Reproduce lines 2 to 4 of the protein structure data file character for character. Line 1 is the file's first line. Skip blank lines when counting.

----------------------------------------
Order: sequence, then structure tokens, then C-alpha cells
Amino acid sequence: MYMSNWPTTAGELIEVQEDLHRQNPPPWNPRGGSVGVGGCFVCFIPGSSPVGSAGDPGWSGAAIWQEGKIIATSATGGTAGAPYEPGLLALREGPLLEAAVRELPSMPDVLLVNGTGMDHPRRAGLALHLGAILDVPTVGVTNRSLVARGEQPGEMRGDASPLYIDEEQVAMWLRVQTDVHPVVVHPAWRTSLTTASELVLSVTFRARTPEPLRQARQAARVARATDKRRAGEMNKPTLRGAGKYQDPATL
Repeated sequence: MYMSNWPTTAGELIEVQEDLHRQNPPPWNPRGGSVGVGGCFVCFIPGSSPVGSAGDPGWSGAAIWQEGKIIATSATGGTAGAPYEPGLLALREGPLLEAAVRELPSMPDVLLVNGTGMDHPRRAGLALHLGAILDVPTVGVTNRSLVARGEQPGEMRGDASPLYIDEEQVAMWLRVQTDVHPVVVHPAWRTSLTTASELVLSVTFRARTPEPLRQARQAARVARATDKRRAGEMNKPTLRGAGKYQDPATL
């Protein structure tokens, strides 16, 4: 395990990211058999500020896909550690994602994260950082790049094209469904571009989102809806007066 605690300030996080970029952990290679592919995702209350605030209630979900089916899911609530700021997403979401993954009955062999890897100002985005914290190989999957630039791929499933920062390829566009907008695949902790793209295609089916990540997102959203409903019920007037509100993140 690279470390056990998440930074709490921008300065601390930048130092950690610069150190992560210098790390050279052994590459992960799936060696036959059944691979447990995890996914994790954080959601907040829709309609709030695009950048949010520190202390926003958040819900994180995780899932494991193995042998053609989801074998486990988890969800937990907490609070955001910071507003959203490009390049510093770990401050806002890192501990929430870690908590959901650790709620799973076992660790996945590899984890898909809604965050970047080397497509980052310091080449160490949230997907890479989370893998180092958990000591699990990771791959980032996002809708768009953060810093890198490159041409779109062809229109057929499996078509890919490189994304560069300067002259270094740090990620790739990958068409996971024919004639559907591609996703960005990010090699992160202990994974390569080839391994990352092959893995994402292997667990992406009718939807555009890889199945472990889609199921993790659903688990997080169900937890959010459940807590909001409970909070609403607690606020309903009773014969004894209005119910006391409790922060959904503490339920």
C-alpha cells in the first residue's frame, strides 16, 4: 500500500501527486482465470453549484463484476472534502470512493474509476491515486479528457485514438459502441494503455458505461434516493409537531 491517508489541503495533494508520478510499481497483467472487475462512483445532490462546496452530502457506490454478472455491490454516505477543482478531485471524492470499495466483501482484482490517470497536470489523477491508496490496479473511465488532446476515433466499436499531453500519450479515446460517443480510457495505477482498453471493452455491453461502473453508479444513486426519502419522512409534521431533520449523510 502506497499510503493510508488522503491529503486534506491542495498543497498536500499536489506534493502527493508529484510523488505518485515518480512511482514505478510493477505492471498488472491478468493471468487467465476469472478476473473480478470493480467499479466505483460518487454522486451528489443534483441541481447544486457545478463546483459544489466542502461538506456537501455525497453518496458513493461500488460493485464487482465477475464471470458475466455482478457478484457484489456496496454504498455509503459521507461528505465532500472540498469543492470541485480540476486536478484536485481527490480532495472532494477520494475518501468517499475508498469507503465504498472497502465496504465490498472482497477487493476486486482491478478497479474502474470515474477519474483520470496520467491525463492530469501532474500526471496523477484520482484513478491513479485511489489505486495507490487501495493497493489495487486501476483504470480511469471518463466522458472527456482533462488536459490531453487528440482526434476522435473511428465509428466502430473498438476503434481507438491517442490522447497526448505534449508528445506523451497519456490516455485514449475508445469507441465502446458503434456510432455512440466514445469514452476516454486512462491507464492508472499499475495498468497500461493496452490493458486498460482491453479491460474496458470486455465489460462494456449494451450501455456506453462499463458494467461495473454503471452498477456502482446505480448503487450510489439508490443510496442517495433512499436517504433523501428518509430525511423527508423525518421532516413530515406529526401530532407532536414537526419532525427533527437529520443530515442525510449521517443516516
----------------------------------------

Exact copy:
Amino acid sequence: MYMSNWPTTAGELIEVQEDLHRQNPPPWNPRGGSVGVGGCFVCFIPGSSPVGSAGDPGWSGAAIWQEGKIIATSATGGTAGAPYEPGLLALREGPLLEAAVRELPSMPDVLLVNGTGMDHPRRAGLALHLGAILDVPTVGVTNRSLVARGEQPGEMRGDASPLYIDEEQVAMWLRVQTDVHPVVVHPAWRTSLTTASELVLSVTFRARTPEPLRQARQAARVARATDKRRAGEMNKPTLRGAGKYQDPATL
Repeated sequence: MYMSNWPTTAGELIEVQEDLHRQNPPPWNPRGGSVGVGGCFVCFIPGSSPVGSAGDPGWSGAAIWQEGKIIATSATGGTAGAPYEPGLLALREGPLLEAAVRELPSMPDVLLVNGTGMDHPRRAGLALHLGAILDVPTVGVTNRSLVARGEQPGEMRGDASPLYIDEEQVAMWLRVQTDVHPVVVHPAWRTSLTTASELVLSVTFRARTPEPLRQARQAARVARATDKRRAGEMNKPTLRGAGKYQDPATL
């Protein structure tokens, strides 16, 4: 395990990211058999500020896909550690994602994260950082790049094209469904571009989102809806007066 605690300030996080970029952990290679592919995702209350605030209630979900089916899911609530700021997403979401993954009955062999890897100002985005914290190989999957630039791929499933920062390829566009907008695949902790793209295609089916990540997102959203409903019920007037509100993140 690279470390056990998440930074709490921008300065601390930048130092950690610069150190992560210098790390050279052994590459992960799936060696036959059944691979447990995890996914994790954080959601907040829709309609709030695009950048949010520190202390926003958040819900994180995780899932494991193995042998053609989801074998486990988890969800937990907490609070955001910071507003959203490009390049510093770990401050806002890192501990929430870690908590959901650790709620799973076992660790996945590899984890898909809604965050970047080397497509980052310091080449160490949230997907890479989370893998180092958990000591699990990771791959980032996002809708768009953060810093890198490159041409779109062809229109057929499996078509890919490189994304560069300067002259270094740090990620790739990958068409996971024919004639559907591609996703960005990010090699992160202990994974390569080839391994990352092959893995994402292997667990992406009718939807555009890889199945472990889609199921993790659903688990997080169900937890959010459940807590909001409970909070609403607690606020309903009773014969004894209005119910006391409790922060959904503490339920």